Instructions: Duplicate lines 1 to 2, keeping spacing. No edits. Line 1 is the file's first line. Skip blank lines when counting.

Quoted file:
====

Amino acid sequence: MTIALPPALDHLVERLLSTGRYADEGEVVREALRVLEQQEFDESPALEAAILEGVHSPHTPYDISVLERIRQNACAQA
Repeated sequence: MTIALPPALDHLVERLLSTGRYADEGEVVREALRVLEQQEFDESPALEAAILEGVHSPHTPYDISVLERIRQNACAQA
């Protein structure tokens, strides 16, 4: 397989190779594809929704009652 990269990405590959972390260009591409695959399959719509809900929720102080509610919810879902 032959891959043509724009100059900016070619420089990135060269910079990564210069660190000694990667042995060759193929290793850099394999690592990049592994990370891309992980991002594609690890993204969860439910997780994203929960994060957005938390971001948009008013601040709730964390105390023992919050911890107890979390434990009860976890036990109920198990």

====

Amino acid sequence: MTIALPPALDHLVERLLSTGRYADEGEVVREALRVLEQQEFDESPALEAAILEGVHSPHTPYDISVLERIRQNACAQA
Repeated sequence: MTIALPPALDHLVERLLSTGRYADEGEVVREALRVLEQQEFDESPALEAAILEGVHSPHTPYDISVLERIRQNACAQA